Generation Squeeze is funded by UDI and Wesgroup developers. The kinds of new housing that are being promoted will not likely be affordable to millennials.
This surtax is supported by Generation Squeeze, encouraging millennials to "squeeze back". Squeezing seniors out will not help millennials nor make things more affordable. It will only benefit speculators. But the nastiness being incited against seniors is disgraceful. It is institutionalized bullying hiding behind academic independence.
Davidoff has tweeted his support, saying "I really hope that this tax encourages high end homeowners to rethink opposition to upzoning, I'm interested to see if there is such an impact." Clearly, one can see the real outcome here: developer profits.
However, rezoning inflates land values and unit prices that have been fuelling the affordability crisis. We have seen this throughout Vancouver.
Wherever there have been planning processes leading to upzoning, property values have inflated more than the average. And the older, more affordable buildings are demolished, displacing people.
There are better alternatives to raise needed provincial revenue. Financial analysis confirms that the $250 million that the budget expects to raise from the surcharge could instead be raised by the top income-tax bracket for only a 0.25 percent increase.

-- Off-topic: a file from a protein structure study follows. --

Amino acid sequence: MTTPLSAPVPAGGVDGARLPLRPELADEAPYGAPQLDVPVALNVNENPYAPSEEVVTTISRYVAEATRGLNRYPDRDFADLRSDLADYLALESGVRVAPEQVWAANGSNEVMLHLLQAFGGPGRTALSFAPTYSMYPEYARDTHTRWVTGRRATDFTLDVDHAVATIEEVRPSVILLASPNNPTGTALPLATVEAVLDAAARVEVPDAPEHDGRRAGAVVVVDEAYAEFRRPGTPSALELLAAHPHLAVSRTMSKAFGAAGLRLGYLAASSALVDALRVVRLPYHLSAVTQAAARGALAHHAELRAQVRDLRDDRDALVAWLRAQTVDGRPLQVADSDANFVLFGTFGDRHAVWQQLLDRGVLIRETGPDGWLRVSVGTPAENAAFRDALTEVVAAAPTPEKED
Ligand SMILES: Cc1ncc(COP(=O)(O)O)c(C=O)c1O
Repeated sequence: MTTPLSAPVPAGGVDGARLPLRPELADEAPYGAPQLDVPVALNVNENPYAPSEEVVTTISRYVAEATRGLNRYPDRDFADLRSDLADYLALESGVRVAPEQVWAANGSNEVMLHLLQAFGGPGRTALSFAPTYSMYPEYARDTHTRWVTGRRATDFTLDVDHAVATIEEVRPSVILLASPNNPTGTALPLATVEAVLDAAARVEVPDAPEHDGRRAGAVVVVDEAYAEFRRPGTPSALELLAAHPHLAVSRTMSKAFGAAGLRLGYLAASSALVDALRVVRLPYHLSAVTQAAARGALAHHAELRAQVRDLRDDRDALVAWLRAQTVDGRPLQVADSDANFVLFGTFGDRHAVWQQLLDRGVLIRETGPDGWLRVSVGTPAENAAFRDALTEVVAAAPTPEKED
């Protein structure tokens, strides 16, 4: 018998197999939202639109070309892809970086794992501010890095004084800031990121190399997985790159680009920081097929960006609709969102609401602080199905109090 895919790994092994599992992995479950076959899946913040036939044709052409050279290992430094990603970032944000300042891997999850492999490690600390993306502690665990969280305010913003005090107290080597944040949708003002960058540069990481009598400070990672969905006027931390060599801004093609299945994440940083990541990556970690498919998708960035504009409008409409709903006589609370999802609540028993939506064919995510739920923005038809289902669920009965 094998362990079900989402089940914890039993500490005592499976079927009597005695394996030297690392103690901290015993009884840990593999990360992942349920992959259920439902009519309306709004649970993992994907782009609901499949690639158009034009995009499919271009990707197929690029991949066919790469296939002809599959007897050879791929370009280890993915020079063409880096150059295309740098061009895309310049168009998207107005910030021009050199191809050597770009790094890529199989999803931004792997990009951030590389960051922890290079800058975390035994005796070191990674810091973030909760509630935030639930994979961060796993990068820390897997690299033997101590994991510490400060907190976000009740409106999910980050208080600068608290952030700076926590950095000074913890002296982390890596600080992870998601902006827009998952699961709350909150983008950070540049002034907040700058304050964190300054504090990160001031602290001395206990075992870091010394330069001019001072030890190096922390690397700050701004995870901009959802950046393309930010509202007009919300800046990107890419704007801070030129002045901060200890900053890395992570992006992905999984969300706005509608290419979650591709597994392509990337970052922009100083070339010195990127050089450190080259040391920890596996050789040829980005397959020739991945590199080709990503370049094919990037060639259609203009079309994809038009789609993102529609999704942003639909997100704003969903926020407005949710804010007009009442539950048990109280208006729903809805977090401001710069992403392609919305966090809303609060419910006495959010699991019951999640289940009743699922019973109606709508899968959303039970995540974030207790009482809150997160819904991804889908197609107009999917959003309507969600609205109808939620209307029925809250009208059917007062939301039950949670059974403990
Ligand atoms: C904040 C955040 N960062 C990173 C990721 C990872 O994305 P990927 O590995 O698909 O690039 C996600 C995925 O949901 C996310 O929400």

This would mean someone making a net income of less than $150,000 per year would pay nothing. Someone earning net income of $250,000 per year would only pay $250 ($100,000 at 0.25%). Now that is affordable with the ability to pay, unlike this regressive property surcharge that would tax people out of their homes and affect renters too.
This has been raised at the community meetings with MLA David Eby in his two meetings with Vancouver-Point Grey constituents on the issue. He committed to taking this alternative to Finance Minister Carole James and caucus.
There is a tax revolt building that threatens the slim majority of one seat keeping the NDP-Green government in power. Many who previously backed the NDP in the last election have withdrawn their support over this tax. The B.C. Liberals are gaining momentum as people talk about the possibility of recall in November that could bring the government down.
At the West Point Grey meeting on May 27, there were 900 people in attendance. All but three speakers spoke against the surcharge. One of the three was Patti Bacchus. It is easy for people like Bacchus, who comes from wealthy Balfour Properties family funding, to criticize others who are of less means and yet are more greatly impacted.
Protests will continue until either this surcharge is withdrawn or the government is brought down. Policy based on ideology always leads to mistakes. This property surcharge is one of them.